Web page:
Thanks for settling this debate. Be sure to let everyone else know that, contrary to popular belief, taste is not subjective and your palate (a pallet is used for stacking merchandise) is the only correct one in the world. :madhatter:

Seriously though, neither my wife nor I think Satin Ice tastes or smells bad. Tying back to the topic of this thread, either making or buying fondant can be the right choice depending on your target market, same as the box vs. mix question.

morganchampagne Posted 30 Jul 2013 , 5:31am
post #71 of 113

A

Original message sent by vgcea

I must add that scratch baking isn't for everyone. It's never just about the recipe. Technique holds about 50% of the success. A well made box cake is better than a poorly made scratch cake any day.

This is is it!! Everybody can't do it. And that's not a bad thing. I've never met a scratch recipe I couldn't conquer. But decorating! Baby that's a different story!! We all have different stengths. If you need the box cake use that bad boy. And don't let ANYBODY tell you anything negative about it.

as you wish Posted 30 Jul 2013 , 5:31am
post #72 of 113

A

Original message sent by Annabakescakes

You know, I am SO GLAD this thread came back around because I was thinking about something a couple hours after reading this thread, and i was too lazy to go looking for it ;-) 

Not to judge, or to call out anyone in particular, but as a blanket statement, if someone tells me they bake from scratch, make all fillings from all natural, organic, top quality ingredients, their European Buttercream is made from free range eggs, and the butter is freshly churned  from Unicorn cream, they were trained by Martha Stewart, and then they tell me about the chemicals in a box mix, and how inferior box mix bakers are since can do it, and i can see a point, and briefly feel inferior, but I disagree. And I respect what they are saying and feeling....... but then tell me they use Satin Ice Fondant*.......... it really tells me they are hypocrites and have absolutely no sense of smell and ZERO taste buds.

Satin Ice ingredients are readily available before you ever have to buy it, and anyone can read it is chock full of chemicals, and pretty expensive. You physically have to order it or buy it before you are exposed to it. And after you make the decision, and you get it home, you have you open it before you use it. It [I]stinks[/I]. BAD. Like play dough. It makes your hands stink, too. And then it tastes bad, [I]REALLY[/I] bad. Like play dough mixed with sugar and rancid grease. So, you cannot be trusted in matters of recipes or flavor.

However, I would still love to hear how you made that gum paste orchid, and how to get straight sides, or properly stack for transport, and I'll thoughtfully consider your business advice, and I can laugh with you about a number of things, like "What NOT to say to a baker" and I love to see all the gorgeous faces everyone has!

I just know my cake and fondant tastes WAY better than theirs. Regardless of the fact that many of my recipes have a box mix base, I just have a MUCH more refined pallet than them, regardless of what they think about it. 

*Satin Ice gum paste is excluded, since it really isn't much of a food item if you are over 9 years old.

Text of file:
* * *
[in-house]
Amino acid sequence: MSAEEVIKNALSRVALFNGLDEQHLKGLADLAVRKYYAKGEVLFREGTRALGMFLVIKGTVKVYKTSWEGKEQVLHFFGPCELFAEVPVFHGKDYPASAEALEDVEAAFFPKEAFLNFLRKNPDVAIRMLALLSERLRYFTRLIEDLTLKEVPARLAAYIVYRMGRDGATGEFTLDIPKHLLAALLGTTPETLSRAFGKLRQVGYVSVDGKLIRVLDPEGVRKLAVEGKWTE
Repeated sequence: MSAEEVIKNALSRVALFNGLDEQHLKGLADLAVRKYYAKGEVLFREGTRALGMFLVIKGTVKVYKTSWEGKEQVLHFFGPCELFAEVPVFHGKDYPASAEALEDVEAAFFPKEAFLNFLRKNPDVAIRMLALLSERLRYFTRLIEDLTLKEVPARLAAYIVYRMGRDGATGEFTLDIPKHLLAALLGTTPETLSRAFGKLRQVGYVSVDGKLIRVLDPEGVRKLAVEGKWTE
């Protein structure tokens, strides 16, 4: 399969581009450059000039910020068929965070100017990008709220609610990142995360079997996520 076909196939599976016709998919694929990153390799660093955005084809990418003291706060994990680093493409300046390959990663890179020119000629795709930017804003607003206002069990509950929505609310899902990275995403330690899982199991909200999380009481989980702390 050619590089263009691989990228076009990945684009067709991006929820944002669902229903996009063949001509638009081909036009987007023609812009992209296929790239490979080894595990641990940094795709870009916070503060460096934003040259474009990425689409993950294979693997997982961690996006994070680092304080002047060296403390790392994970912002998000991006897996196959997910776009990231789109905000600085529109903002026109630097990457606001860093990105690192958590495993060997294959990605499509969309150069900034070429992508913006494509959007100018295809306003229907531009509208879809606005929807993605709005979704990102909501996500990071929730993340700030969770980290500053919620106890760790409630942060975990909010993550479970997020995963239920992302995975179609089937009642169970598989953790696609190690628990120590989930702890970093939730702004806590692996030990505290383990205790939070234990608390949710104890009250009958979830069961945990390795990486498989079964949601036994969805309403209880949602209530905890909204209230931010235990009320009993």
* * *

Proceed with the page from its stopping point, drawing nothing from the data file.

YES, you should be able to eat the fondant! 

Ouch! For something you weren't aiming at anyone in particular that had a pretty sharp point on it!

Lucky6 Posted 30 Jul 2013 , 5:57am
post #73 of 113

A[RIGHT][LEFT][/LEFT]U[/RIGHT]

Original message sent by as you wish

Ouch! For something you weren't aiming at anyone in particular that had a pretty sharp point on it!

And so defensive when (I'm sure she'll correct me if I'm mistaken ) she was quick to criticize those who use shortening based American bc methinks double standard :D

Annabakescakes Posted 30 Jul 2013 , 6:08am
post #74 of 113

A

Original message sent by as you wish

[quote name="Annabakescakes" url="/t/761485/box-mix-or-scratch-for-start-up-small-business/60#post_7423433"]You know, I am SO GLAD this thread came back around because I was thinking about something a couple hours after reading this thread, and i was too lazy to go looking for it ;-) 

Not to judge, or to call out anyone in particular, but as a blanket statement, if someone tells me they bake from scratch, make all fillings from all natural, organic, top quality ingredients, their European Buttercream is made from free range eggs, and the butter is freshly churned  from Unicorn cream, they were trained by Martha Stewart, and then they tell me about the chemicals in a box mix, and how inferior box mix bakers are since can do it, and i can see a point, and briefly feel inferior, but I disagree. And I respect what they are saying and feeling....... but then tell me they use Satin Ice Fondant*.......... it really tells me they are hypocrites and have absolutely no sense of smell and ZERO taste buds.

Satin Ice ingredients are readily available before you ever have to buy it, and anyone can read it is chock full of chemicals, and pretty expensive. You physically have to order it or buy it before you are exposed to it. And after you make the decision, and you get it home, you have you open it before you use it. It [I]stinks[/I]. BAD. Like play dough. It makes your hands stink, too. And then it tastes bad, [I]REALLY[/I] bad. Like play dough mixed with sugar and rancid grease. So, you cannot be trusted in matters of recipes or flavor.

However, I would still love to hear how you made that gum paste orchid, and how to get straight sides, or properly stack for transport, and I'll thoughtfully consider your business advice, and I can laugh with you about a number of things, like "What NOT to say to a baker" and I love to see all the gorgeous faces everyone has!

I just know my cake and fondant tastes WAY better than theirs. Regardless of the fact that many of my recipes have a box mix base, I just have a MUCH more refined pallet than them, regardless of what they think about it. 

*Satin Ice gum paste is excluded, since it really isn't much of a food item if you are over 9 years old. 

YES, you should be able to eat the fondant! 

Ouch! For something you weren't aiming at anyone in particular that had a pretty sharp point on it![/quote]